Peyman Maadi plays her estranged hubby, Nader, and does a great job with a character that could have really gone down the deuche-route, but still, makes it more interesting and sympathetic than I ever expected. Without giving too much away about this guy and what he does to cause this flick to go on and on for about 2 hours, he does an act of anger that is disputed throughout the whole flick, that leaves you wondering what really happened and how, but even better, is the questions you’ll be asking yourself about this guy in-general. He seems like he loves his daughter, his wife, and his father, but he can be so stubborn and shallow about the simplest-things that it makes you wonder about who he really is, and whether or not he’s a guy we should give a lick or two about, or just sit-back, be happy, and put a grin on our faces as he takes the noose. Seriously, this guy’s character is all-over-the-place, but in the good way as you don’t know whether or not he’s a guy you can like, care for, and actually trust, or just some dude you should want to see have his life be pulled-apart in front of his very-own eyes. Just like the rest of the film, you’ll be wondering more and more about what’s really going on underneath it all and I still don’t know how I feel about this guy or his motivations in-life. He definitely married the right woman though, that’s fo damn sho.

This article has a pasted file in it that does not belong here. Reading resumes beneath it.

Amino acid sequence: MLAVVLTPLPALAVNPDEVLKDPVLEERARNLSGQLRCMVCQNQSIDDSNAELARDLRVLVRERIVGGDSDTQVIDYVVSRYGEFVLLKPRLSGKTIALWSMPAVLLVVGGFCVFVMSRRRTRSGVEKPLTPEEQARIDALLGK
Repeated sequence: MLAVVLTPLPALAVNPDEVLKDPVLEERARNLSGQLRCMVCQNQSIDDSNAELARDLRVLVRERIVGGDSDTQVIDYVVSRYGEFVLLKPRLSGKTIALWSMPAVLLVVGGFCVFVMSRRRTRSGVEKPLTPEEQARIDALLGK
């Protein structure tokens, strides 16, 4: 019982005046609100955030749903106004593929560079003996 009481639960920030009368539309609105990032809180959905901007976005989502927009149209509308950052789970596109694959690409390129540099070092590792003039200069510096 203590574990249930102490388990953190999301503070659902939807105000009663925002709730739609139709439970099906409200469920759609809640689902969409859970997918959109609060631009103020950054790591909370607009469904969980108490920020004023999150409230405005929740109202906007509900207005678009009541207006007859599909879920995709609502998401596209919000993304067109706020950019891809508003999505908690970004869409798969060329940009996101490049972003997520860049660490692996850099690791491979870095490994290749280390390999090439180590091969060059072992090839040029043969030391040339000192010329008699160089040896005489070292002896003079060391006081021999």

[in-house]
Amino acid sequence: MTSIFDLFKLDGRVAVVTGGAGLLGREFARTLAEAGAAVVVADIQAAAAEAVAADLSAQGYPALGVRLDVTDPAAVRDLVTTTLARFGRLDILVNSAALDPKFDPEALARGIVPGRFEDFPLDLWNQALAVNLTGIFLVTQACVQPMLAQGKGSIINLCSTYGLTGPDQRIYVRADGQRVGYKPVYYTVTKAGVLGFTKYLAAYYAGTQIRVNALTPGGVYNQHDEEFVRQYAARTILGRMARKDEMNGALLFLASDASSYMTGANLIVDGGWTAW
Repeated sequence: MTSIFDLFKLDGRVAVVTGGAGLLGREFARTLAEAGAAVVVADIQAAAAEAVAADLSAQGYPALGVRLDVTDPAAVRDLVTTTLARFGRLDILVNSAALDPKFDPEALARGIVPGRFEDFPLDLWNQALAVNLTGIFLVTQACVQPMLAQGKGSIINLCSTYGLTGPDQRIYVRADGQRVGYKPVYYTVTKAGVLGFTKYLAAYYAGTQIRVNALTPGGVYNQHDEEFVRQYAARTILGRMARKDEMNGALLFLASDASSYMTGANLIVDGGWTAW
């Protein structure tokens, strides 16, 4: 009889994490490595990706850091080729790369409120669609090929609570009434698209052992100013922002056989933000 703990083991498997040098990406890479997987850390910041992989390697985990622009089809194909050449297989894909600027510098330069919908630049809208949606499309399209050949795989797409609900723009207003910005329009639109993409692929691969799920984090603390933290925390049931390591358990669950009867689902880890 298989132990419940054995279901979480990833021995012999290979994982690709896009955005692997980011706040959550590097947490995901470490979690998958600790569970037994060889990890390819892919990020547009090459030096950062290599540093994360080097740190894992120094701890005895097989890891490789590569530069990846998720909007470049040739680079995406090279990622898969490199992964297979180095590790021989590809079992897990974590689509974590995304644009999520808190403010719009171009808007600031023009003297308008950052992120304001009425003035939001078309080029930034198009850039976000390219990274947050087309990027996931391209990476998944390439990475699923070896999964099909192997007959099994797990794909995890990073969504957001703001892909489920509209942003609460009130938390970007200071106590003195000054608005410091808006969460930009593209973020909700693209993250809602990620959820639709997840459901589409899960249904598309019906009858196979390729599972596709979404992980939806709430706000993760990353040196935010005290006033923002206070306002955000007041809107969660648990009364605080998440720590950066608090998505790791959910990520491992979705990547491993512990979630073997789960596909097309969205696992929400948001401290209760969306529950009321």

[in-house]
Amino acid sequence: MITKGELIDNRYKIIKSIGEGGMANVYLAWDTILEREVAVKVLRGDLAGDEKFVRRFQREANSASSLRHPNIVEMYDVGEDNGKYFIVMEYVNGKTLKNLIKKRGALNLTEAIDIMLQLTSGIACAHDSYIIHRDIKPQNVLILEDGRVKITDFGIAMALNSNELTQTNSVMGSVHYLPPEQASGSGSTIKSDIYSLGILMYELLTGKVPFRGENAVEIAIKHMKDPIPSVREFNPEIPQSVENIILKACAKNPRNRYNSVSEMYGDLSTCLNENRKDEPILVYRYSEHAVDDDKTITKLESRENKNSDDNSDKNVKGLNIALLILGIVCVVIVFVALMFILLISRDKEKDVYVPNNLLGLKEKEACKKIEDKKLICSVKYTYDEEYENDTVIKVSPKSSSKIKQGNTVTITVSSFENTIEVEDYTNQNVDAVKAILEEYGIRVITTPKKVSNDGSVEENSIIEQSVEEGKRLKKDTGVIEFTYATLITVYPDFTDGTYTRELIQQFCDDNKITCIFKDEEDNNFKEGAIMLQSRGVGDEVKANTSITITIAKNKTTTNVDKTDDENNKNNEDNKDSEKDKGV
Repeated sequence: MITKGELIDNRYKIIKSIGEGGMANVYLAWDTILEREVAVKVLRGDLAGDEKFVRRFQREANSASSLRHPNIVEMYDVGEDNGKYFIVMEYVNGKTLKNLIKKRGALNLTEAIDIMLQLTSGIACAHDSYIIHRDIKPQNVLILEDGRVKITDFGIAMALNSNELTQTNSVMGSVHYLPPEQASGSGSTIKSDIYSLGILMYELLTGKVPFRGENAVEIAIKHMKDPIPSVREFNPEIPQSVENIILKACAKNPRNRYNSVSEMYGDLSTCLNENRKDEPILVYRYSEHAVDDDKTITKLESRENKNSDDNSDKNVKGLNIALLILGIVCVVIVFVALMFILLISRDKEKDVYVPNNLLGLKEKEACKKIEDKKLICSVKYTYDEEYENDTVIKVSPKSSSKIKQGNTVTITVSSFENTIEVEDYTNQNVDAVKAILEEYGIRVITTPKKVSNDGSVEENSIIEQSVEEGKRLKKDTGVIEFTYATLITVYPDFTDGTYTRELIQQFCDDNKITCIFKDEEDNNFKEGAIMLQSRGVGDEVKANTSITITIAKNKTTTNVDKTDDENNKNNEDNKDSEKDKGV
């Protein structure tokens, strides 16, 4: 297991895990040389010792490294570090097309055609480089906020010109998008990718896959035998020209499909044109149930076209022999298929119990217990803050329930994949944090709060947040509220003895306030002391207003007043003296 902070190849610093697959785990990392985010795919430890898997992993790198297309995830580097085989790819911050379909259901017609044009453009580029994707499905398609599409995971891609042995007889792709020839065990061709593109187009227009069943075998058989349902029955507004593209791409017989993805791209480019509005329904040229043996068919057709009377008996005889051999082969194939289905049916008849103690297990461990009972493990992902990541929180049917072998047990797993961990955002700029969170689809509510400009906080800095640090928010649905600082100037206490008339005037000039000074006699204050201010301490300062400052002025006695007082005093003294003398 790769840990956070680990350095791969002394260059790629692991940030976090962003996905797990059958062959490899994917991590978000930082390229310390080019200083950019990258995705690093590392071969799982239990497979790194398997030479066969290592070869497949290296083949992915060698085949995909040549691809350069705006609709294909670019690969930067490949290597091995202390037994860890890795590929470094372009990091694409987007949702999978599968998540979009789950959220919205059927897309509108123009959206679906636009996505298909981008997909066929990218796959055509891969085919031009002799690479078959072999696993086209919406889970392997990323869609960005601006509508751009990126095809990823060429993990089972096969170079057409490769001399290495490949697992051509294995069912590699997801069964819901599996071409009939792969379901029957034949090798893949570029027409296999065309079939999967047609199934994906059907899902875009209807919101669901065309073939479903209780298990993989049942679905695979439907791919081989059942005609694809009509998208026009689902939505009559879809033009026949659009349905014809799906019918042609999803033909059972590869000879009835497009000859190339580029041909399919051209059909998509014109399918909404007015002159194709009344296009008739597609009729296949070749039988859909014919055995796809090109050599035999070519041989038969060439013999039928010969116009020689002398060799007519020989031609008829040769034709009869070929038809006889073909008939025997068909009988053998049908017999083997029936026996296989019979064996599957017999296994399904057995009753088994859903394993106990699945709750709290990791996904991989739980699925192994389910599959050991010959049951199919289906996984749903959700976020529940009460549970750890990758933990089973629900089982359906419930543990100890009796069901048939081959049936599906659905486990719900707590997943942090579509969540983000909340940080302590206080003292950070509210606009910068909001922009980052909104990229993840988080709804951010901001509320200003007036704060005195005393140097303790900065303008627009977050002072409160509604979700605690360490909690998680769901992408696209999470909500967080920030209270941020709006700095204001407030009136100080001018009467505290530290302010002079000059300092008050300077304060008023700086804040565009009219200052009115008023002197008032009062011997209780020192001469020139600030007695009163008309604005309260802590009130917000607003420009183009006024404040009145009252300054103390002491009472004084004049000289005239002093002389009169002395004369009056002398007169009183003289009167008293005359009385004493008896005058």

One side is evil, and the other side is, well, still evil.
This film, for the longest-time, was doing such a magnificent job at keeping me alive, keeping me awake, keeping me interested, and best of all, keeping me into having the belief that everybody and everything, is exactly like real-life and could happen to you or me. However, that started to go-away once there was more to be developed about Sareh Bayat’s character here, what she does, how she does it, and why she does it and as mysterious or suspenseful as it may have been to some, it really bothered me because her character definitely isn’t the smartest out of the bunch and the flick doesn’t really show that for what it is, it sort of makes us try and feel sympathy for her, when in reality, I just couldn’t. I don’t want to get into the logistics as to why I just didn’t and couldn’t buy her character for all that she was, but whatever it was about her, she seemed to be a bit too dumb for the rest of the movie that built itself so well on believeability and understandings of the human mind and soul. Maybe I sounded a bit too hippie-ish right there, but you get my drift. I hope.
Consensus: A Separation may seem to repetitive and conversational for some people, but it’s just like any, ordinary thriller that you watch and waste your life on watching nowadays, except with subtitles, more thoughts about humans and why we act the way we do, and probably, hell, without a doubt, more suspense and twists that you rarely ever see coming.
No matter how sad you may be, sunglasses still make you look bad-ass.